Format

Send to

Choose Destination
Virology. 1999 May 25;258(1):108-17.

Nascent flavivirus RNA colocalized in situ with double-stranded RNA in stable replication complexes.

Author information

1
Sir Albert Sakzewski Virus Research Centre, Royal Children's Hospital, Herston, 4029, Australia. e.westaway@mailbox.up.edu.au

Abstract

Incorporation of bromouridine (BrU) into viral RNA in Kunjin virus-infected Vero cells treated with actinomycin D was monitored in situ by immunofluorescence using antibodies reactive with Br-RNA. The results showed unequivocally that nascent viral RNA was located focally in the same subcellular site as dsRNA, the putative template for flavivirus RNA synthesis. When cells were labeled with BrU for 15 min, the estimated cycle period for RNA synthesis, the nascent Br-RNA was not digested in permeabilized cells by RNase A under high-salt conditions, in accord with our original model of flavivirus RNA synthesis (Chu, P. W. G., and Westaway, E. G., Virology 140, 68-79, 1985). The model assumes that there is on average only one nascent strand per template, which remains bound until displaced during the next cycle of RNA synthesis. The replicase complex located by BrU incorporation in the identified foci was stable, remaining active in incorporating BrU or [32P]orthophosphate in viral RNA after complete inhibition of protein synthesis in cycloheximide-treated cells. These results are in accord with our proposal that dsRNA detected in foci previously located by immunofluorescence or by immunogold labeling of induced vesicle packets is functioning as the true replicative intermediate (Westaway et al., J. Virol. 71, 6650-6661, 1997; Mackenzie et al., Virology 245, 203-215, 1998). Implications are that the replicase complex is able to recycle in the same membrane site in the absence of continuing protein synthesis and that possibly apart from uncleaved NS3-NS4A, it has no requirement for a polyprotein precursor late in infection.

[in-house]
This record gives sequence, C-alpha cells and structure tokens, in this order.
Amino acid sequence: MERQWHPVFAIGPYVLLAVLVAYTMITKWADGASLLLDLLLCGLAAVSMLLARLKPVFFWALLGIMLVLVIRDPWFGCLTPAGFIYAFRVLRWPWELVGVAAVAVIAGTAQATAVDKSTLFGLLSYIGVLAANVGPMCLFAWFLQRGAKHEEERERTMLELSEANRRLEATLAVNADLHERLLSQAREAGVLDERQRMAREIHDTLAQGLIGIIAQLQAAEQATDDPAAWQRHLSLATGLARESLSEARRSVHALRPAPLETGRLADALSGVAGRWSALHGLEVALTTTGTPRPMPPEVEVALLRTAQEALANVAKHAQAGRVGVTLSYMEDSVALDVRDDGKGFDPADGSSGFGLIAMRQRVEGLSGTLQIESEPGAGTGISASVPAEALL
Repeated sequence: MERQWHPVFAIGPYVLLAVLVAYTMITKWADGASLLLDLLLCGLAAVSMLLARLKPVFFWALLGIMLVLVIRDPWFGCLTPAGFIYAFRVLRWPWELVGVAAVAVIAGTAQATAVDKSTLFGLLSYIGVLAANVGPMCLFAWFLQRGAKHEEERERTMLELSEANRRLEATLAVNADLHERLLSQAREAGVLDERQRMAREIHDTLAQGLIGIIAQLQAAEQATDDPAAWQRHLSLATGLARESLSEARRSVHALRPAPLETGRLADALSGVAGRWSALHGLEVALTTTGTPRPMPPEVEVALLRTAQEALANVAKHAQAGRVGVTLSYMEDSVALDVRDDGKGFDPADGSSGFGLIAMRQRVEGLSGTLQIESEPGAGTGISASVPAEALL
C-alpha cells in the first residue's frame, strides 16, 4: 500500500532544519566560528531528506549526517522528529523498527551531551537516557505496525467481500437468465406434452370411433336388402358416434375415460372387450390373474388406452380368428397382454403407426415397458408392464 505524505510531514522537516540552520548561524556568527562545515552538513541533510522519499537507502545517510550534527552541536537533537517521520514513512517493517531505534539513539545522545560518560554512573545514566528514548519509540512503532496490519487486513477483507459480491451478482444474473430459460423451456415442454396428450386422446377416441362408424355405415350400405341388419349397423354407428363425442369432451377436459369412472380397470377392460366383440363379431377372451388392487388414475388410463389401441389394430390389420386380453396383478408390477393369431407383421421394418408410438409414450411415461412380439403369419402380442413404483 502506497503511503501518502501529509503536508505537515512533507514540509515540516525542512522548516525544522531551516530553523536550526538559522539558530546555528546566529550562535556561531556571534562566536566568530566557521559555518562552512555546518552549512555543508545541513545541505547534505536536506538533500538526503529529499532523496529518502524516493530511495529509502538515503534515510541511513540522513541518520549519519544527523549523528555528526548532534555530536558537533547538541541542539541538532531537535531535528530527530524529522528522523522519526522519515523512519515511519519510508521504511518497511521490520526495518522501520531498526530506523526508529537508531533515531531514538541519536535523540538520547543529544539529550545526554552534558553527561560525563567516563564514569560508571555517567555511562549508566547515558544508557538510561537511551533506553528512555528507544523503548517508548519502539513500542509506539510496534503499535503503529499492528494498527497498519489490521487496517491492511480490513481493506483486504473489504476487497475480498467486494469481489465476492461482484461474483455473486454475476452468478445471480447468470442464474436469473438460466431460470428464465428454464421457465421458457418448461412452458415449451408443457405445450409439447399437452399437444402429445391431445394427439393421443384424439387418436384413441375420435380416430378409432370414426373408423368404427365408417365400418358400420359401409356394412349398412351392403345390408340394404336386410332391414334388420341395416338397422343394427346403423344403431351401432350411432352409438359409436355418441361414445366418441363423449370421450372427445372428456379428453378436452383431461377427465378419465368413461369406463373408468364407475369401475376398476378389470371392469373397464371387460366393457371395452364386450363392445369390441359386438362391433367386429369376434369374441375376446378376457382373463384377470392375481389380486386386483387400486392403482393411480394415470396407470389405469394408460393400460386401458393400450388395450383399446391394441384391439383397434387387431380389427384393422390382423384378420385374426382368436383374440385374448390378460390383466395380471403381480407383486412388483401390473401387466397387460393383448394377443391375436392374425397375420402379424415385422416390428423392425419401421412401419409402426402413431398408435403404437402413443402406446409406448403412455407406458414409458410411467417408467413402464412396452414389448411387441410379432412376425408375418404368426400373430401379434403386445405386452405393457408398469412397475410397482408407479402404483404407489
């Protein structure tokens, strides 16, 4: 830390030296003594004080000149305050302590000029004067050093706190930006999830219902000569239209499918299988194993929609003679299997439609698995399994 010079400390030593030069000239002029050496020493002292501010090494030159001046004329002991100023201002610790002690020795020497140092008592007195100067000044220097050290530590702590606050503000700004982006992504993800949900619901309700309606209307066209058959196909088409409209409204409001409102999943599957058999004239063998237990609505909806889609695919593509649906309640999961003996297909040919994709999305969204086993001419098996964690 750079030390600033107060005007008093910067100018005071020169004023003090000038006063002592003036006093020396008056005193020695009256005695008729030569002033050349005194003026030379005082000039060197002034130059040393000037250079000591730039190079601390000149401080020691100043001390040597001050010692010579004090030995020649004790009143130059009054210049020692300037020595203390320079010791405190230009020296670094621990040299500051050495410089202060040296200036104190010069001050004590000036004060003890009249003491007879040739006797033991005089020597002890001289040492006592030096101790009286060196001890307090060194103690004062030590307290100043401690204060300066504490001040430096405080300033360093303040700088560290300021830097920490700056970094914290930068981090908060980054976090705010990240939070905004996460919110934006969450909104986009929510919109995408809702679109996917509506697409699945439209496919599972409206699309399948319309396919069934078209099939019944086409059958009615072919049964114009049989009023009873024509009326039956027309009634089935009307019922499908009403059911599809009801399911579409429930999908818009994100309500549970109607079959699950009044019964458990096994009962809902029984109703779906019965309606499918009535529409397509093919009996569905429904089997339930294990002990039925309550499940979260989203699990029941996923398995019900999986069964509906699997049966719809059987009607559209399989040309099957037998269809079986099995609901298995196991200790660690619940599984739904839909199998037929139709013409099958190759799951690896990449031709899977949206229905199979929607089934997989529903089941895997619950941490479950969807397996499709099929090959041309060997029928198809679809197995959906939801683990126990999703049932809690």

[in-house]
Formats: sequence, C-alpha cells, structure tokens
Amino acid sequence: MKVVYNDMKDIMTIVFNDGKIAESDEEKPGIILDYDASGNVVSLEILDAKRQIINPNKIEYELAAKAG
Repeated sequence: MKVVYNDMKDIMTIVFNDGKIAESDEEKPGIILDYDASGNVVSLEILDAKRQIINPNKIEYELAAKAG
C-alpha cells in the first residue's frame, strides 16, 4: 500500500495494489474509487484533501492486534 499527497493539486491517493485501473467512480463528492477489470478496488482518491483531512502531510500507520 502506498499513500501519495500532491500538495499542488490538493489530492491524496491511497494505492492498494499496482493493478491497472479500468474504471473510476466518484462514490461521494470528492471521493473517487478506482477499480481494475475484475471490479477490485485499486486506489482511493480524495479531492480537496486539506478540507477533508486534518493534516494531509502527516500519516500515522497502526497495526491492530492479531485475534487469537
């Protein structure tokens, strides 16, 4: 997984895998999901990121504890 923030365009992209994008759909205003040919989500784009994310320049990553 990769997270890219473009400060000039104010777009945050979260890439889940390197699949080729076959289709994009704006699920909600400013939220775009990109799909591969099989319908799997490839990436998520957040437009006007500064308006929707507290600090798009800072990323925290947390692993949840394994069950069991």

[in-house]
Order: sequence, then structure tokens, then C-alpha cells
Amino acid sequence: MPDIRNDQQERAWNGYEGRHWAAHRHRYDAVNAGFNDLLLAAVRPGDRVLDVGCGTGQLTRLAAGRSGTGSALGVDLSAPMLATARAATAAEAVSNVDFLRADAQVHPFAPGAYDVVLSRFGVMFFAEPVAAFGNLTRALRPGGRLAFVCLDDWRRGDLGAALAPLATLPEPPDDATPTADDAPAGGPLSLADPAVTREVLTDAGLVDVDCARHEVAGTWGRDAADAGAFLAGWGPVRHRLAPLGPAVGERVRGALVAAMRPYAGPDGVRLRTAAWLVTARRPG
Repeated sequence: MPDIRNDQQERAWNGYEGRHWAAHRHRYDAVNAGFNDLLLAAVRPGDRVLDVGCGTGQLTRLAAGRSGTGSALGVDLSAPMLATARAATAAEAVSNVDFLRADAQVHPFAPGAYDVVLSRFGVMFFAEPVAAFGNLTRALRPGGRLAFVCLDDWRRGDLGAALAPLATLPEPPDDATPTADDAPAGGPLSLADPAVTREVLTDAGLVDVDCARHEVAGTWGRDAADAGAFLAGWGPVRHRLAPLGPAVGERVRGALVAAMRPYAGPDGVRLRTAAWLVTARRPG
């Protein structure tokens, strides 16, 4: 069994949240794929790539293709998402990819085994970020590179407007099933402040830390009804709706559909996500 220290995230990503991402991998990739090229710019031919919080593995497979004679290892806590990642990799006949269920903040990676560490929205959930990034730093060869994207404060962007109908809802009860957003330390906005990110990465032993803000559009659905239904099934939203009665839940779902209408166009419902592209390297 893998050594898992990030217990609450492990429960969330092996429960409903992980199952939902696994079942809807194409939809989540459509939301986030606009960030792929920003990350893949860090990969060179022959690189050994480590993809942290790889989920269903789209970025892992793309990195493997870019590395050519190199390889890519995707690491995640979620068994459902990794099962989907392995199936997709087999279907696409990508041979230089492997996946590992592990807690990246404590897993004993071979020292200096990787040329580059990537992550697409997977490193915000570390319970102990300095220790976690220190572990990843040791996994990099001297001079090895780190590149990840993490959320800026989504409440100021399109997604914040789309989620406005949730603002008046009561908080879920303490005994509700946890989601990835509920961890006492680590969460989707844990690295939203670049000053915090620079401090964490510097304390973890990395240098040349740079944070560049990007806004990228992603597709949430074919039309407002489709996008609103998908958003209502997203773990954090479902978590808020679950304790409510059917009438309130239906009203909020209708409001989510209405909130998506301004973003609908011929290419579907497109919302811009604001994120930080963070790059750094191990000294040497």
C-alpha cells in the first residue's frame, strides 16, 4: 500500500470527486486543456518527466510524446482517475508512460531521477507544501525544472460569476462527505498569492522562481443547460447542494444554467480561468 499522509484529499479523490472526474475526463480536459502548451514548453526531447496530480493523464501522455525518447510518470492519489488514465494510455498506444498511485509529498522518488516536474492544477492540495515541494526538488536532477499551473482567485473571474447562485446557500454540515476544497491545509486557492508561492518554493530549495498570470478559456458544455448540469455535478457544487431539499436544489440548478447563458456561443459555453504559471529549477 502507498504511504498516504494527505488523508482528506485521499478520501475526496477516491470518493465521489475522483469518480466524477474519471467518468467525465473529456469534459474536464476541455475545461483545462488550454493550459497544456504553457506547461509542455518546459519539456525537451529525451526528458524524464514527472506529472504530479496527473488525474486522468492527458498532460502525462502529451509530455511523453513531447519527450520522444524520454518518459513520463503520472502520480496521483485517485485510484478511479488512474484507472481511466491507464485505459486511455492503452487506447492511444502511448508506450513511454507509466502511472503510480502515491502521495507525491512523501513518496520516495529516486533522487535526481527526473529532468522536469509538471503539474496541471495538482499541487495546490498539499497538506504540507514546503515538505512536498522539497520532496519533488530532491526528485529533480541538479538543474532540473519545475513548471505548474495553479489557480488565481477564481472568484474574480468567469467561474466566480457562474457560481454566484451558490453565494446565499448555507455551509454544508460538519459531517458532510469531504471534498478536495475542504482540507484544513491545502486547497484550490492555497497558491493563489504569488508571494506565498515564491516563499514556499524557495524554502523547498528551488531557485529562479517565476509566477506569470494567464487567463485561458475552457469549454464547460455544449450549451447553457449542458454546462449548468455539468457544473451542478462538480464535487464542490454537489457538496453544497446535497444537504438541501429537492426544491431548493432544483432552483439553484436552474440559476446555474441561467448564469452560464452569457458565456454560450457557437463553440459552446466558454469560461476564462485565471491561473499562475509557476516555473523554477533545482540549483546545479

PMID:
10329573
DOI:
10.1006/viro.1999.9683
[Indexed for MEDLINE]
Free full text

Supplemental Content

Full text links

Icon for Elsevier Science
Loading ...
Support Center